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Insights and articles related to knowledge management, information security, technology, data and analytics, business process automation, platform management, and other related topics, from our experienced team of consultants.

Defining Knowledge Management

Although Knowledge Management (KM)  intersects with records management, document management, IT, and digital asset management along with other disciplines, its emphasis is on connecting people with knowledge -- which, in
Abby Clobridge

Abby Clobridge

Abby Clobridge is the founder of FireOak Strategies. She works with clients around the world to enhance how organizations manage, secure, and share their knowledge. You can reach Abby at [email protected].

What is knowledge management? FireOak's definition of KM

At FireOak, we define knowledge management as the process of systematically capturing, describing, organizing, and sharing knowledge – making it useful, usable, adaptable, and re-useable. 

It’s about managing the entire lifecycle of knowledge within an organization – how knowledge is created, captured, secured, described, shared, and reused.

Defining Knowledge Management

Connecting People with Knowledge

Although Knowledge Management (KM) intersects with records management, document management, IT, and digital asset management along with other disciplines, knowledge management’s emphasis is specifically on connecting people with knowledge.

Tacit Knowledge & Explicit Knowledge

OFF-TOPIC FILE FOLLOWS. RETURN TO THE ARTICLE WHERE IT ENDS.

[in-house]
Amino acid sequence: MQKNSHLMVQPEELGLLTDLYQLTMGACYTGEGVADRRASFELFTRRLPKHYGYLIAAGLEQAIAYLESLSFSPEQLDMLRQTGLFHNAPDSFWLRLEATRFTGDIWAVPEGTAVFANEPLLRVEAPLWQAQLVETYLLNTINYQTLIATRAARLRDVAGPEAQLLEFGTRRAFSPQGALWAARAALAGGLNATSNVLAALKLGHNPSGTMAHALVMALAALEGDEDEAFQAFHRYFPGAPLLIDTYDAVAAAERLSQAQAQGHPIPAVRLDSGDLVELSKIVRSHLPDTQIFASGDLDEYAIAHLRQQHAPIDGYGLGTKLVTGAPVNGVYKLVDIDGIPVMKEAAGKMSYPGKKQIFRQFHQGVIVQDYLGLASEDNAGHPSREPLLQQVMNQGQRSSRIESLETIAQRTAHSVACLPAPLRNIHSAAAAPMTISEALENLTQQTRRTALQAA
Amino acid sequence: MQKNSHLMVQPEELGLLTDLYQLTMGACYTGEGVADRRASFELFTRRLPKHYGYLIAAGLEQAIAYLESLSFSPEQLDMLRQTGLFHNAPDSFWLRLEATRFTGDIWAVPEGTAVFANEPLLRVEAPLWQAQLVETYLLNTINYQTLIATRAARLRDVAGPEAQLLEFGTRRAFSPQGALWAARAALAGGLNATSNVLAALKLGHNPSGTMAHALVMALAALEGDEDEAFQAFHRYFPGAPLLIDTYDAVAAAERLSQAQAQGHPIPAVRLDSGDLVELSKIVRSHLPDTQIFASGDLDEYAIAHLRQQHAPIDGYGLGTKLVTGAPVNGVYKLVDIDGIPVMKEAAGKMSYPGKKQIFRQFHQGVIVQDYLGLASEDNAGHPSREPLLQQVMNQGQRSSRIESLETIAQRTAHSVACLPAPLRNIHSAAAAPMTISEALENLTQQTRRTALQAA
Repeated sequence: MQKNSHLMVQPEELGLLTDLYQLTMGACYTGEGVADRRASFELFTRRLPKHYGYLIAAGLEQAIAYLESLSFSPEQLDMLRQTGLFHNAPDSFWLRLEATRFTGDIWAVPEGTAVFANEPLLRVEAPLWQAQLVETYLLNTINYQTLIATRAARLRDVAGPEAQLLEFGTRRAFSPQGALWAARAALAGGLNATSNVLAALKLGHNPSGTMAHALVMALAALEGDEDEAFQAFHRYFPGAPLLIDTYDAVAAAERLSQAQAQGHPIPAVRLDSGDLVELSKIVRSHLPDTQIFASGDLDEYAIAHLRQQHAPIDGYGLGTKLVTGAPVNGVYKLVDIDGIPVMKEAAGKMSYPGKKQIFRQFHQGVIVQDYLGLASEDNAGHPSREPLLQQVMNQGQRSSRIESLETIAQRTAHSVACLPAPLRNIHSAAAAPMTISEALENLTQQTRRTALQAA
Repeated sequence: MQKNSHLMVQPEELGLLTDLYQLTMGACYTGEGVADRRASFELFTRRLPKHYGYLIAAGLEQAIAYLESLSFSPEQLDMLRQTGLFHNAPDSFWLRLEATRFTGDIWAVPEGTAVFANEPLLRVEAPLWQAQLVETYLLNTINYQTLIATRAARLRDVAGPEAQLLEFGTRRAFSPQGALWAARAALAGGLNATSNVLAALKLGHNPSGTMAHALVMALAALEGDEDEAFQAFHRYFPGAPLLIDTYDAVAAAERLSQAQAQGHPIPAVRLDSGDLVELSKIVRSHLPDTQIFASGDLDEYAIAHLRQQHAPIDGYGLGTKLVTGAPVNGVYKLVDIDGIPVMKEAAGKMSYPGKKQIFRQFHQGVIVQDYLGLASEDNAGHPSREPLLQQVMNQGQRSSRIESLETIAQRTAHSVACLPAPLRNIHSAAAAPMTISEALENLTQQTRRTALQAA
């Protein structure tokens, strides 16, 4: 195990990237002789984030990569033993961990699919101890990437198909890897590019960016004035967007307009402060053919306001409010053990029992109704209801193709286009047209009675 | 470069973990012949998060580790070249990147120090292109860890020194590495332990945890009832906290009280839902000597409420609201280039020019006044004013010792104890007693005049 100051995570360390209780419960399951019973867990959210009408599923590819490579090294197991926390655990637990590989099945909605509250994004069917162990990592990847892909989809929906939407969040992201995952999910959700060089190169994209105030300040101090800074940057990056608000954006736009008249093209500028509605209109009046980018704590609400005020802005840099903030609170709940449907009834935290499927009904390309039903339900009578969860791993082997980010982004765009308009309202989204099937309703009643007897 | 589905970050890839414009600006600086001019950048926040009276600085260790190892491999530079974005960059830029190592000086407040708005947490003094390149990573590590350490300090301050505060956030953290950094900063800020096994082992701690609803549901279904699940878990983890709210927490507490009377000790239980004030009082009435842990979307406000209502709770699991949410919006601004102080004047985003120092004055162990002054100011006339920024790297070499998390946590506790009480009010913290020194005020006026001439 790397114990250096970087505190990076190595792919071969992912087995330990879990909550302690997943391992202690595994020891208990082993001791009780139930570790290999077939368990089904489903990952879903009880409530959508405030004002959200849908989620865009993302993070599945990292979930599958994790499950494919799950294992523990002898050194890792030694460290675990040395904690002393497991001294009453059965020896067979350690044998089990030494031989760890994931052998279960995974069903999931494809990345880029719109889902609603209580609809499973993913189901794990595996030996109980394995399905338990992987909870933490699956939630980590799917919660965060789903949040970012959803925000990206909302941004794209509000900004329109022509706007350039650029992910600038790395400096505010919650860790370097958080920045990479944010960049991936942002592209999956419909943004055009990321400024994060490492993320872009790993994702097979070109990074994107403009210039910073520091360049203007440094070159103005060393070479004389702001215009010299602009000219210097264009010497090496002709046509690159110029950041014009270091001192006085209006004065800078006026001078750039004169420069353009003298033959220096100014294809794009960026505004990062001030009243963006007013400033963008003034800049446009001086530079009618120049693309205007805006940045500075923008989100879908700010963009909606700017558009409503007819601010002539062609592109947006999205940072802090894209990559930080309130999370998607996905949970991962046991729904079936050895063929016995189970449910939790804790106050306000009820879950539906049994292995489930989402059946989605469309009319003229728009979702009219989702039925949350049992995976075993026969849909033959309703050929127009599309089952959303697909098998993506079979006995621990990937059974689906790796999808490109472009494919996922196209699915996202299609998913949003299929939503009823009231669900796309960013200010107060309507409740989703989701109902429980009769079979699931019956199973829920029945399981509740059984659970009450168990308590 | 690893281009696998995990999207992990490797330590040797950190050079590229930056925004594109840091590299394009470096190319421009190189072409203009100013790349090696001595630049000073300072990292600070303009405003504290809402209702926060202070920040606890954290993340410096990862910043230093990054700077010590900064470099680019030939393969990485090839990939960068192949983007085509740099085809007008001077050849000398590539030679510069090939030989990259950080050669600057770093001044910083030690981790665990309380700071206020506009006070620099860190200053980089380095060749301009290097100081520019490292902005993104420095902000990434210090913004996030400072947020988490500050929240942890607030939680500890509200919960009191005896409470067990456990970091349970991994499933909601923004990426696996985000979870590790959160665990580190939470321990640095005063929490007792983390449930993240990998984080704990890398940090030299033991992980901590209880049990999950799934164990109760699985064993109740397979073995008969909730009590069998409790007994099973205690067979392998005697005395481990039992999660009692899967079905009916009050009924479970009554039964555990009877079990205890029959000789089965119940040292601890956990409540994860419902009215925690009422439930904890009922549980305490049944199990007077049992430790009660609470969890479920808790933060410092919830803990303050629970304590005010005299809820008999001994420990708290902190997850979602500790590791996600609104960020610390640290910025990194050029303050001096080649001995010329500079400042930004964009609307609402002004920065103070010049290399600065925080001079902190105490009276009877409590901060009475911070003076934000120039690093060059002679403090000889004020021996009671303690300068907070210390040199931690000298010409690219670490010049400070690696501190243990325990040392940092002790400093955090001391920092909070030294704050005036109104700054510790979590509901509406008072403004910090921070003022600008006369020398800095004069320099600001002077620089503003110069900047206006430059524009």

In many cases, KM deals with digital assets and technology. But KM extends far further and should prompt organizations to think about knowledge in more abstract forms, not only knowledge contained within documents, reports, publications, databases, data sets, spreadsheets, memos, notes, or other types of digital assets. 
In other words, Knowledge Management is about ensuring that knowledge — both in people’s heads (tacit knowledge) and in the form of knowledge assets (explicit knowledge) – is used to its fullest potential within an organization. It is about helping organizations ensure that they can best take advantage of its internal expertise, skills, and know-how. It includes helping organizations respond to the challenge, “we don’t even know what we know” – a common issue as organizations become more complex and work becomes distributed across locations and silos. It’s about supporting the flow of knowledge across boundaries and silos in order to foster creativity, spark innovation, and enable the development of new knowledge.

Defining Knowledge Management for Your Organization

When we’re working with clients, we use this definition as the starting point to explore various issues related to connecting people with knowledge and information. But it’s just a starting point. It’s important for each organization to adopt its own shared understanding of and define what knowledge management means to them.

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